The United Nations and the Elusive Quest for Peace
Professor Ramesh Thakur (Australian National University)
There is much scepticism-cum-cynicism about the United Nations, some of it justified. Yet the world is a better place because it exists and because of what it does. The UN remains the embodiment of the international community of states, the focus of international expectations and the locus of collective action as the symbol of an imagined and constructed community of strangers. A hundred years ago, war was an accepted institution with distinctive rules, etiquette, norms and stable patterns of practices. Now there are significant UN Charter-imposed restrictions on the authority of states to use force either domestically or internationally.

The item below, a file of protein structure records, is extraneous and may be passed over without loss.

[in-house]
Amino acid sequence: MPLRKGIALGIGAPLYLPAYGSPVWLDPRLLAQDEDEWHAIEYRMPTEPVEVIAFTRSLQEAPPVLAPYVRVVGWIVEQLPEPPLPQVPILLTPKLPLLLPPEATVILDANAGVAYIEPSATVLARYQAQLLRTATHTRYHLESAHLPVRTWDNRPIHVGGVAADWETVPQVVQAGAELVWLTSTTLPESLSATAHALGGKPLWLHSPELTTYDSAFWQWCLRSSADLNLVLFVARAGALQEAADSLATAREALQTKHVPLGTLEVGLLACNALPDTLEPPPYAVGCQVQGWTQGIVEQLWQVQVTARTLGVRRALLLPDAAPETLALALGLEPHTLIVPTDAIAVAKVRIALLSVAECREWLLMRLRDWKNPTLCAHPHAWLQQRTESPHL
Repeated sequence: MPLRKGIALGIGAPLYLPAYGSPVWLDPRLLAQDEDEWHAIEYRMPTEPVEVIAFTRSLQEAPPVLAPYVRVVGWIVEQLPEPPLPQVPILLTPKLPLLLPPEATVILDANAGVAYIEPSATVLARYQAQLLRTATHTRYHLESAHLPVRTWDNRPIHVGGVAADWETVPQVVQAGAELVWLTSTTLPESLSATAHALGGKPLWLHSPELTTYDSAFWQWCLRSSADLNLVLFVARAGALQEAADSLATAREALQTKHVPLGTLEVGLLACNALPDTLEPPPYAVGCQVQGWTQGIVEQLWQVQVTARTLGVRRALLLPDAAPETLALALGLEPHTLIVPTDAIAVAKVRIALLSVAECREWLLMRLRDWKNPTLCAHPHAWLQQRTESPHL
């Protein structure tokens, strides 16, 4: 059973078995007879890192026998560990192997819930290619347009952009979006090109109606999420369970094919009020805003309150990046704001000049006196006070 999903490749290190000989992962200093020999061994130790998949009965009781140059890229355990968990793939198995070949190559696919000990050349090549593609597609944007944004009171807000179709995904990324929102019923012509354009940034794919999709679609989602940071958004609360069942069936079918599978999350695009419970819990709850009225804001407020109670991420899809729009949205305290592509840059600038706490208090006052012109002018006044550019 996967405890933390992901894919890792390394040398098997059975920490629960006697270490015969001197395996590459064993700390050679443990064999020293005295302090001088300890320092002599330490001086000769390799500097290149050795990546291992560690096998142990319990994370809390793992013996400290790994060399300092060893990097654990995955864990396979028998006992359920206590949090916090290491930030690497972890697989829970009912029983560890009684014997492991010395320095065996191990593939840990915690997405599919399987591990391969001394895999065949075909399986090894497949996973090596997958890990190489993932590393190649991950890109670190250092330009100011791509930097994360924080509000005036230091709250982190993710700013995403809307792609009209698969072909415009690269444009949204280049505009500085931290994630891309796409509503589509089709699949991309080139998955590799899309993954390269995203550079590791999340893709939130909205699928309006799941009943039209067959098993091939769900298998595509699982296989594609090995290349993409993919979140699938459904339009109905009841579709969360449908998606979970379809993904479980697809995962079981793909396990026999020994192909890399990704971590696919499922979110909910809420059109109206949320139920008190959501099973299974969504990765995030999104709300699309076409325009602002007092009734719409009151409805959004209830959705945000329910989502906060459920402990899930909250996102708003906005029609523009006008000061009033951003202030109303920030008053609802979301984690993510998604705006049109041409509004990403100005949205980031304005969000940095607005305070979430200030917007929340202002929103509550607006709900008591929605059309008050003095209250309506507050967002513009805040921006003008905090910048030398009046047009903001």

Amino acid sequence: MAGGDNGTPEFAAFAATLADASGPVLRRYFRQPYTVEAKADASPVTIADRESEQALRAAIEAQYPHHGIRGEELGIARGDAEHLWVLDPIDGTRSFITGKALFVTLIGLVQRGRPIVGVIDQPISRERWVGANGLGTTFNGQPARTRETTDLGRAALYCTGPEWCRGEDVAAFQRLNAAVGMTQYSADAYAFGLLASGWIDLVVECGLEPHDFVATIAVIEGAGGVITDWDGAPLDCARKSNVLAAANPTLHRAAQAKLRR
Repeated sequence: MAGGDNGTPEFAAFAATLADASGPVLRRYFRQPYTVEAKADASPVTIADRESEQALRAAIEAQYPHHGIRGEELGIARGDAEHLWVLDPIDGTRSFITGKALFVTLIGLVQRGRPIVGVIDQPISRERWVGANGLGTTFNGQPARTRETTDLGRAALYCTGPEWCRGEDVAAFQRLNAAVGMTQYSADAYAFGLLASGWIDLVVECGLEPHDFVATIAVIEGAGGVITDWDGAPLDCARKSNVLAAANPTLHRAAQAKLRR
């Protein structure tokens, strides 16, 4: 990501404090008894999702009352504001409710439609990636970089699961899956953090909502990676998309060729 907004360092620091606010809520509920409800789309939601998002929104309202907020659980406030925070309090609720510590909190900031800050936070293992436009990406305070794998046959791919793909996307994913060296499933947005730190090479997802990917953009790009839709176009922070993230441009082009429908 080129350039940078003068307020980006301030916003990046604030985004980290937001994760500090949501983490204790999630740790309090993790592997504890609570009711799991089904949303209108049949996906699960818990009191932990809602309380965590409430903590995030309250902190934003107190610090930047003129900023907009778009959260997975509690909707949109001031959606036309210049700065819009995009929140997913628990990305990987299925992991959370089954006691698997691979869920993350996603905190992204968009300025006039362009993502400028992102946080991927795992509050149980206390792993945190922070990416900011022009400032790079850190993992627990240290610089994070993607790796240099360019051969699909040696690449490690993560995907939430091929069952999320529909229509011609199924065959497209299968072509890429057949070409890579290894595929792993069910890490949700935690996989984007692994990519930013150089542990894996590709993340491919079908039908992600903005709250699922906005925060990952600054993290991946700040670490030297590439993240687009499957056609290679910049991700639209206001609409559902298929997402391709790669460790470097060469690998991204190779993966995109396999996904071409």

In this seminar, Professor Thakur disaggregates the UN's role of maintaining international peace and security into the separate elements of pacific settlement, collective security, peace operations, arms control and disarmament, legal adjudication, and peace building. An effort is made to analyse the historical record in order to connect the past to the future and to demonstrate changes that might be required in the institutional machinery in order to enhance the UN’s peace maintenance role.